Strategically speaking

I was asked the other day about strategy and what that meant for client engagements. Obviously an open ended question, with few parameters. There was no use case study to help construct a foundation nor was there any sense of timeline for this imaginary engagement. So I gave my best response at the time but I have been thinking about ever since.

I have a couple of decade’s worth of process knowledge, design thinking, and pure strategic insights. I have led projects worth tens of millions of dollars all the way down to shoe-string budgets. I can remember seeing through any project no matter how big or small but in each case the due diligence was similar and while the strategy for the larger ones may have been more complex, the principals involved to ‘solution’ the answers were comparable.

I am not going to attempt to write down ‘the answer’ because I am sure that other people study strategic thought for a living; however I do want to part with some of my knowledge as an exercise for personal clarity.


I think that most businesses concentrate on their ROI and generally see things from their perspective. In other words, what will help the business’s bottom line. But I have always tried to get my clients to focus on their audience instead and try to think about what it means to them, their ‘personal ROI’ if you will. This is never an easy task but one which I think is necessary to ponder when devising a business plan. Perhaps this is the first step in the strategy. It is about adapting. Adapting your ideas to an increasing fast paced and fickle world environment where loyalty is difficult to earn and harder to keep.


When there is a sufficient definition of the audience ROI it is time to start the strategic due diligence. The most important of which is; understanding the client’s needs and where the particular project fits into their grander scheme. For instance is the project a temporary measure to offset another company’s move into their territory, or is it a long-term strategic initiative that will cement one corner of the company’s foundation. Regardless, at this stage you have to not just understand their needs but forecast the company’s initiative beyond their industry’s limitations. Look hard for game-changing ideas that may shift the focus of the project in a radical way. Of course the client is invaluable at this stage as they should understand their business better than anyone else. But this is where looking outside their company and at their direct and indirect competition helps birth a wider understanding of the project.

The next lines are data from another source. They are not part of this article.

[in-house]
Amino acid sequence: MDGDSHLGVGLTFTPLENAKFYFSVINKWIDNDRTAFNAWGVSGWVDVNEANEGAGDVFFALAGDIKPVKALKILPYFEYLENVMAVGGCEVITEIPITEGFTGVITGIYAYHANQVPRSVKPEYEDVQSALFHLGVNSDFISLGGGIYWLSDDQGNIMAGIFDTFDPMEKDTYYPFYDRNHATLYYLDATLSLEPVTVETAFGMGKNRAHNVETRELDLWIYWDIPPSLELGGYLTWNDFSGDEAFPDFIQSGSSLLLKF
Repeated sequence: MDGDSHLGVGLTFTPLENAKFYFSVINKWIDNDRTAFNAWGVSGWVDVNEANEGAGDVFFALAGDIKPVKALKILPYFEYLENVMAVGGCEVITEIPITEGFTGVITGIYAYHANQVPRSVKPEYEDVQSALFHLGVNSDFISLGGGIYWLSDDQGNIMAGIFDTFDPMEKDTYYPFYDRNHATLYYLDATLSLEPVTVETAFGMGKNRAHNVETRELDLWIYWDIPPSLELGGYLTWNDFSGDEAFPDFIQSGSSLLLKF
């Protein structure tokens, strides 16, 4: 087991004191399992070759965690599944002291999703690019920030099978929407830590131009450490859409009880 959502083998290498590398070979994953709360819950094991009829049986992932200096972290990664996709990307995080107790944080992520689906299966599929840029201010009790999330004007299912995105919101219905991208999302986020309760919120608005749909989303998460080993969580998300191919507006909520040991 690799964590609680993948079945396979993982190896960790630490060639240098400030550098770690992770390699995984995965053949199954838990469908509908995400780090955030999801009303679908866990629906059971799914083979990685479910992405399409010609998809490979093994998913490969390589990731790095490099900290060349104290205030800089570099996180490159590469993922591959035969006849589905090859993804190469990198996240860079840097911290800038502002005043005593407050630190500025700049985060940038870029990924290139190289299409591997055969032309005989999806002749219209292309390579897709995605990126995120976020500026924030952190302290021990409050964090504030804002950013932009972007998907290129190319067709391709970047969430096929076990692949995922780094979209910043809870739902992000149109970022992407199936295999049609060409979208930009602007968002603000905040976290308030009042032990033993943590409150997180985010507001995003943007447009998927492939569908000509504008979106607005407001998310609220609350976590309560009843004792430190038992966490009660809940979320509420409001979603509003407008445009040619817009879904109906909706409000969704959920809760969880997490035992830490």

It is important in this stage to concentrate on divergent thinking, keeping in mind that the ideas will be generative. No one should be evaluating any of these ideas for their merit just as yet, that will come later. This does not mean that anyone in the groups are disregarding anyone’s ideas just that the convergence process is being deferred for a limited time so that the focus of the ideation sessions can remain ripe with energy. It is sometimes tough to remember but even bad ideas can spawn interesting thought.

Asking the right questions

So we now have a good understanding of the project’s ecosystem. Now comes the hard part, are we asking the right questions to begin with, or are we just attempting to answer the cries from c-class level officers who just want something done immediately to show movement. In all things business we have to be critical of what it is we are doing, why we are doing it and how is it benefiting the bottom line. Too often companies have a “me too” attitude, they follow what is out there but they do not initiate critical thought at any time towards a deeper/truer understanding of their business model. Maybe it is about honesty more than anything else?

Assessing the situation